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Palm Springs Villas II Homeowners Association, Inc. v. Parth

California Court of Appeals, Fourth District, First Division

July 14, 2016

ERNA PARTH, Cross-defendant and Respondent.

         APPEAL from a judgment of the Superior Court of Riverside County, Super. Ct. No. INC1202588 John G. Evans, Judge.

          Epsten Grinnell & Howell, Anne L. Rauch and Joyce J. Kapsal for Cross-complainant and Appellant.

          Kulik Gottesman & Siegel, Leonard Siegel, Thomas M. Ware II and Francesca N. Dioguardi for Cross-defendant and Respondent.


         THE COURT:

         The opinion filed June 21, 2016 is modified as follows:

         1. On page 5, the first full sentence is removed and replaced with the following sentence:

         "Parth then found a roofing company on her own, without consulting either the Board or AWS."

         2. On page 21, the third and fourth sentences in the second paragraph are removed and replaced with the following sentences:

         "The Association also established that Parth found a roofing contractor without any formal bid or contract, that the Board hired Bonded Roofing but paid Warren Roofing, that Warren Roofing may have significantly overcharged the Association for the work performed, and that this work was defective and required repair.7 This evidence is sufficient to raise an issue as to Parth's diligence with respect to the investigation and payment of the roofers."

         This replacement has no impact on footnote 7.


         The petition for rehearing is denied.

          AARON, J.


         The Palm Springs Villas II Homeowners Association, Inc. (Association) appeals from a judgment entered in favor of Erna Parth, in connection with actions she took while simultaneously serving as president of the Association and on its Board of Directors (Board). The court granted Parth's motion for summary judgment as to the Association's claim for breach of fiduciary duty on the basis of the business judgment rule and an exculpatory provision contained in the Association's Declaration of Covenants, Conditions, and Restrictions (CC&Rs). The court had previously sustained Parth's demurrer to the Association's claim for breach of governing documents without leave to amend, finding that the Association failed to allege a cognizable breach.

         On appeal, the Association argues that the trial court erred in its application of the business judgment rule and that there remain material issues of fact in dispute regarding whether Parth exercised reasonable diligence. We agree that the record discloses triable issues of fact that should not have been resolved on summary judgment. We therefore reverse the judgment in favor of Parth. The Association also contends that it stated a claim for breach of the governing documents and that the court erred in sustaining Parth's demurrer. We conclude that the document cause of action is, at best, duplicative of the fiduciary breach cause and affirm the ruling sustaining the demurrer as to that cause of action without leave to amend.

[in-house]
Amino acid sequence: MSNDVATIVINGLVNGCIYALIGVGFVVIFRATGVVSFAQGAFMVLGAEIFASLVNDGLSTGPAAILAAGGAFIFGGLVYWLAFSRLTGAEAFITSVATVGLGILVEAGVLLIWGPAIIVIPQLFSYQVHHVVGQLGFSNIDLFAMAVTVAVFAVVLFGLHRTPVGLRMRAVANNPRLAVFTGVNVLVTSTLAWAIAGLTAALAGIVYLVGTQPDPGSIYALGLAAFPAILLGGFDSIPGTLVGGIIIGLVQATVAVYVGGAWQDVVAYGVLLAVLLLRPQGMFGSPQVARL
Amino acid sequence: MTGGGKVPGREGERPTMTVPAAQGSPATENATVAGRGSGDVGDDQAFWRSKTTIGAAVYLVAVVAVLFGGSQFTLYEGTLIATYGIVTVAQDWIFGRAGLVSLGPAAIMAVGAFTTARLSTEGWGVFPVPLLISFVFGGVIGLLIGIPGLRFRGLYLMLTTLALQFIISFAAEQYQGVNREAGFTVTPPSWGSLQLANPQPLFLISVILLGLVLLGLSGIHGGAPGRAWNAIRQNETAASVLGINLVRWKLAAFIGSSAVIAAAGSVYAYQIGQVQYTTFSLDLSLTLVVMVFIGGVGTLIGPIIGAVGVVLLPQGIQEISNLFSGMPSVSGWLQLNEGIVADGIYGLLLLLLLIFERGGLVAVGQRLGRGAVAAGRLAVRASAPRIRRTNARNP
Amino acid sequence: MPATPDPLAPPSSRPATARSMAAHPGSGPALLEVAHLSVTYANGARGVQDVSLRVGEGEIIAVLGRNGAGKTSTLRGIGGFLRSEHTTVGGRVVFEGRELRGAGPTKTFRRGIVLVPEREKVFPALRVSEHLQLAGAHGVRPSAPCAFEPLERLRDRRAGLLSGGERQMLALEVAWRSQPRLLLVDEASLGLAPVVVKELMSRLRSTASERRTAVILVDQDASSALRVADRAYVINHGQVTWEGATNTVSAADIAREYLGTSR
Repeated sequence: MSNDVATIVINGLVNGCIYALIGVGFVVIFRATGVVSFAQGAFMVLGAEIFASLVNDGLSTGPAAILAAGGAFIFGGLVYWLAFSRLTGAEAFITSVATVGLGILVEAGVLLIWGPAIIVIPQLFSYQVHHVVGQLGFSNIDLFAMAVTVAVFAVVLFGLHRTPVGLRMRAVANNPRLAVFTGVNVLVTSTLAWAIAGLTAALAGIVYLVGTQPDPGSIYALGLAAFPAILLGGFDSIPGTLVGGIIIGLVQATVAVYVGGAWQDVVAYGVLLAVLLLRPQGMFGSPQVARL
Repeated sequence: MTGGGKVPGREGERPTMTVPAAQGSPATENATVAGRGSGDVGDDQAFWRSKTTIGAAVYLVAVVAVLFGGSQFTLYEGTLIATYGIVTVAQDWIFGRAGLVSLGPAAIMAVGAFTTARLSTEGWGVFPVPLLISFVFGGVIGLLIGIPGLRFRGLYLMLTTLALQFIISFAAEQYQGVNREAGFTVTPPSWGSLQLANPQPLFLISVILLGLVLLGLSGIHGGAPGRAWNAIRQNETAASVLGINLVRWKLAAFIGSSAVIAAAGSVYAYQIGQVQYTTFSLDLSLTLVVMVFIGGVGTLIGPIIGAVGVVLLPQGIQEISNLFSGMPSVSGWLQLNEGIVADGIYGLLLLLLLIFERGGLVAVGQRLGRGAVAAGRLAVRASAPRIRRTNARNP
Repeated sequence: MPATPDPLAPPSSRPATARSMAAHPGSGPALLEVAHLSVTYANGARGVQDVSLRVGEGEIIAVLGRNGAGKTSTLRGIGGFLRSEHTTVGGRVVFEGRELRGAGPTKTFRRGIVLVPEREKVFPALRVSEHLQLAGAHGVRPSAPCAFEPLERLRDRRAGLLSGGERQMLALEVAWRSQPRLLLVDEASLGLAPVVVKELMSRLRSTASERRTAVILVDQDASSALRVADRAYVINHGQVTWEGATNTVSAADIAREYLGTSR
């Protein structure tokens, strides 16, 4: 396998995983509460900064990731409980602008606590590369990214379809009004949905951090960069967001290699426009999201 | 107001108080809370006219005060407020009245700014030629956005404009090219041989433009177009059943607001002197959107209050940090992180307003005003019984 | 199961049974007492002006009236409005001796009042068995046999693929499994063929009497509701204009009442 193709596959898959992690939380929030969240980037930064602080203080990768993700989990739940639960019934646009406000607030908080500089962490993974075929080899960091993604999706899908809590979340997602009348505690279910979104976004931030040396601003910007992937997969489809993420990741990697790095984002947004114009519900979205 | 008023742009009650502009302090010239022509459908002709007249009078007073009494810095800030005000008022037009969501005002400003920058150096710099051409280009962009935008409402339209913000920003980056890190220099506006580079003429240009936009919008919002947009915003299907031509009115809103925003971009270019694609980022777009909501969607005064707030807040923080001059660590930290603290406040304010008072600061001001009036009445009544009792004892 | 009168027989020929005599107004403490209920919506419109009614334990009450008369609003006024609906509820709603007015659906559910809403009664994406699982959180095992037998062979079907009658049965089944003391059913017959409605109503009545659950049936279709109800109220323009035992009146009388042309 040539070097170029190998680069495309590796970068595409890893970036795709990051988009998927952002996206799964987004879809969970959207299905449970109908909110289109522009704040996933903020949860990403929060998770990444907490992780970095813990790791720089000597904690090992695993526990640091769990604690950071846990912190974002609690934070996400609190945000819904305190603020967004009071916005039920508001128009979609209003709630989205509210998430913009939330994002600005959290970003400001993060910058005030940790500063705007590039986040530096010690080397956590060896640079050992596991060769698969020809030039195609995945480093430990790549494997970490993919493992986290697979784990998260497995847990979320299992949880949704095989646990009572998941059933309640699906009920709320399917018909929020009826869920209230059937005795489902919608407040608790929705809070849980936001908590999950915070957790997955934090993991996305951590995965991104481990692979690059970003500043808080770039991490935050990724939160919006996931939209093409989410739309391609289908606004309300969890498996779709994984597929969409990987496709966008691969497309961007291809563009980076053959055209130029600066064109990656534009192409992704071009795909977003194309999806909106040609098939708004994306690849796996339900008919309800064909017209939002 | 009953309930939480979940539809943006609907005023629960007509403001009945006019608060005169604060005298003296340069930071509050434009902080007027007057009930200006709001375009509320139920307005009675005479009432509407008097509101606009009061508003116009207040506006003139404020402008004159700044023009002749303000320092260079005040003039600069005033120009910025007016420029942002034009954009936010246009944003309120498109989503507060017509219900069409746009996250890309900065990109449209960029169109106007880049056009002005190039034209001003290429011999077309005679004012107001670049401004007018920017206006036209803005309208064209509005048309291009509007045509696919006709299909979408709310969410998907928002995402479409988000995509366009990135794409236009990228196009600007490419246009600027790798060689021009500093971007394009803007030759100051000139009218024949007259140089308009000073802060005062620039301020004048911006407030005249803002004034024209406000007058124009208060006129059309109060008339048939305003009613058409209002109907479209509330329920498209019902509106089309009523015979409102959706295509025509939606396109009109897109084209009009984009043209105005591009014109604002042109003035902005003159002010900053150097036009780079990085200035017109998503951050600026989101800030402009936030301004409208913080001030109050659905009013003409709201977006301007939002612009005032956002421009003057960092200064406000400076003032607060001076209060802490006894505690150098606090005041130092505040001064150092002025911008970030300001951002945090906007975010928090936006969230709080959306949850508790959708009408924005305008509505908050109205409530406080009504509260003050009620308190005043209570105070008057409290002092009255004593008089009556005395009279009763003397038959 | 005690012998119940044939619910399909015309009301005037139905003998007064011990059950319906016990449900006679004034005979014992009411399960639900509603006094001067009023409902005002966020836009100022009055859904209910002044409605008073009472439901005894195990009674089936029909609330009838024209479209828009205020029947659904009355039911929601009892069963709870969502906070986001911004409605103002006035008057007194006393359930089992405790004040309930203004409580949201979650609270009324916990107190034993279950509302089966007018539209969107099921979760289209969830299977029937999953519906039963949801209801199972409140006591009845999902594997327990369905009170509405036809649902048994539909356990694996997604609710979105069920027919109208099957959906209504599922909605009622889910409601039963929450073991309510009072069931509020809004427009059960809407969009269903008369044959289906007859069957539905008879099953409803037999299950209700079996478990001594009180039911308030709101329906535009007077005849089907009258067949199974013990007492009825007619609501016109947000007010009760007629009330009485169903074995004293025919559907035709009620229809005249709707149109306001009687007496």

A. Background on Palm Springs Villas II and its governance

         The Association is the governing body for Palm Springs Villas II, a condominium development, and is organized as a nonprofit corporation under California law. The Board, comprised of five homeowners or their agents, governs the Association. The Association's governing documents include the CC&Rs and its Bylaws. Each homeowner is an Association member and is required to comply with the terms set forth in these documents.

         Certain provisions reserve to the Board the authority to take particular actions. Article VI, Section 3, of the CC&Rs provides that the Board "shall have authority to conduct all business affairs of common interest to all Owners." Article VI, Section 1, of the Bylaws describes the Board's powers, including to "contract... for maintenance, ... and services" and to "borrow money and incur indebtedness... provided, however, that no property of the association shall be encumbered as security for any such debt except under the vote of the majority of the members entitled to vote...."

         Other provisions limit the Board's power and retain authority for the members. Article VI, Section 1, of the Bylaws explains that "[n]otwithstanding the foregoing, the Board shall not, except with the vote or written assent of a majority of the unit owners... [e]nter into a contract with a third person wherein the third person will furnish goods or services for the common area or the association for a term longer than one year...." Article XVI, Section 2, of the CC&Rs, provides that "[n]otwithstanding any other provisions of this Declaration or the Bylaws, the prior written approval of at least two-thirds (2/3) of the... Owners... shall be required" for actions including "the... encumbrance, ... whether by act or omission, of the Common Area...."

         The CC&Rs also contain an exculpatory provision. Article VI, Section 16, provides: "No member of the Board... shall be personally liable to any Owner, or to any other party, including the Association, for any damage, loss or prejudice of the Association, the Board, the Manager or any other representative or employee of the Association, or any committee, or any officer of the Association, provided that such person has, upon the basis of such information as may be possessed by him, acted in good faith, and without willful or intentional misconduct."

         During the relevant time, Parth was president of the Association, as well as a Board member.

         B. Events leading to breach allegations

         1. Roofing repairs